Clet Wandui Masiga (PhD), Mr. Ssemugenze Brian, et al further emphasize that; factors that mainly influence the physiology of insects are temperature and humidity despite wide fluctuations in their surroundings, insects show a remarkable range of adaptations to fluctuating environmental conditions and maintain their internal temperature and water content within tolerable limits. Adaptation is a complex and dynamic state that widely differs from species to species. Surviving under changing environment in insects depends on dispersal, habitat selection, habitat modification, relationship with water, resistance to cold, diapause and developmental rate, sensitivity to environmental signals, and syntheses of variety of cryoprotectant molecules.
Clet Wandui Masiga (PhD) intimated that; Uganda is endowed with the most favorable climate in the world suitable for all sericulture practices thus conducive enough for the rearing of these multivoltine × bivoltine hybrid silkworms. This explains why all the National Sericulture Resources Research Centers and stations in all regions of Uganda are doing well irrespective of the weather condition and season.
Summarily, Mulberry thrives under various climatic conditions ranging from temperate to tropical located north of the equator between 28° N and 55°N latitude. The ideal range of temperature is from 24 to 28°C. Mulberry grows well in places with an annual rainfall ranging from 600 to 2 500 mm. Everbearing mulberry trees grow in Zones 5-10—across most of the country.
They are able to tolerate cool and hot temperatures, and they are fairly drought-tolerant. Under ideal conditions (78° to 88° F and allowed to feed nearly continuously) silkworms can go from egg to 1 inch in length in about 12 days, and 3 inches in under 30 days. The worms will begin to spin cocoons at about 28 – 30 days old or when they are between 2 1/2 and 3 inches long.Dark condition, room temperature and 65% RH is required for incubation of silkworm eggs. 27-28 °C and 80-85% RH is required for first and second instar larvae (Chawki silkworm rearing), while 24-25 °C and 60-65% RH is required for third, fourth and fifth instar larvae (late-age silkworm rearing). Mulberry trees are quite drought-tolerant and cold-hardy, and many varieties grow in poor soil. In some areas, they’re even known as “weed trees” because they show up uninvited in neglected areas.”. Mr. Ssemugenze Brian concluded.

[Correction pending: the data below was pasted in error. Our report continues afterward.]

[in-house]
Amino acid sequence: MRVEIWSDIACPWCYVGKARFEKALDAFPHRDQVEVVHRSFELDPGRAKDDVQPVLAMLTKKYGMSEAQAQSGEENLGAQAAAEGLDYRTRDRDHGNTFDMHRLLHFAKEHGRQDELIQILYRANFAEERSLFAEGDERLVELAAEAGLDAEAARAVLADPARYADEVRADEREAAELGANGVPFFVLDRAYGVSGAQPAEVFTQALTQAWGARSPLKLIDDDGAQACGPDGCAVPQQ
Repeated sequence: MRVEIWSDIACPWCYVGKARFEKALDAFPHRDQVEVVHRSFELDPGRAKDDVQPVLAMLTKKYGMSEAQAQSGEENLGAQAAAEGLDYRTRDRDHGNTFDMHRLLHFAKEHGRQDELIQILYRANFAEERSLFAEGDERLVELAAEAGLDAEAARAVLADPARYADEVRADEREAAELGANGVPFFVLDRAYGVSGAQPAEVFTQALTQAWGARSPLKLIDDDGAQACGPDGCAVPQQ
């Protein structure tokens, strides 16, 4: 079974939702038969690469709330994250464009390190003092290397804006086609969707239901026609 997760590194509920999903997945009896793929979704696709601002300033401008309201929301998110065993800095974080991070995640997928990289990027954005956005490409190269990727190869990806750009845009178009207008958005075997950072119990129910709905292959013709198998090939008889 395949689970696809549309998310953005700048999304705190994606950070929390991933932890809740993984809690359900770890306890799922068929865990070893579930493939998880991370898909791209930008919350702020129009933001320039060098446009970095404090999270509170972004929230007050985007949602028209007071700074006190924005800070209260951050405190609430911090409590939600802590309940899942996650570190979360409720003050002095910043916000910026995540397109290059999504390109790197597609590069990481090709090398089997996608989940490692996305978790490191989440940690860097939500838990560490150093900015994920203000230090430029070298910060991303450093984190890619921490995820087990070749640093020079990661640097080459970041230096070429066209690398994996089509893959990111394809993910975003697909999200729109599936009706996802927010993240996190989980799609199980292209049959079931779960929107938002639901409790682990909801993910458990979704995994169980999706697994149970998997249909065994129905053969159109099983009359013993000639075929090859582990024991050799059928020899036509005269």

Tropical Institute Of Development Innovations (TRIDI) is pioneering all sericulture value chains in the whole of East Africa in over 26 districts and aver 28 stations countrywide.
These centrers and or stations include; Kween, Sheema, Mbarara, Kiruhura, Bulambuli, Kamuli, Mubende, Gomba, Mukono, Iganga, Luweero, Kayunga, Nakaseke, Nakasongola, Kween, Bukedea, Zombo, Nwoya, Buikwe, Pallisa, Busia (on a total of 627.92 acres). Silkworm rearing has so far been carried out in 6 districts i.e. Sheema, Mukono, Kamuli, Pallisa, Iganga and Kayunga, Zombo, Bulambuli. The newly established demonstration farms are in; Lira, Adwila, Amolatar and Otuke districts. Sericulture is currently employing about 1,000 people with 99% of the total population being Ugandans most especially, local communities.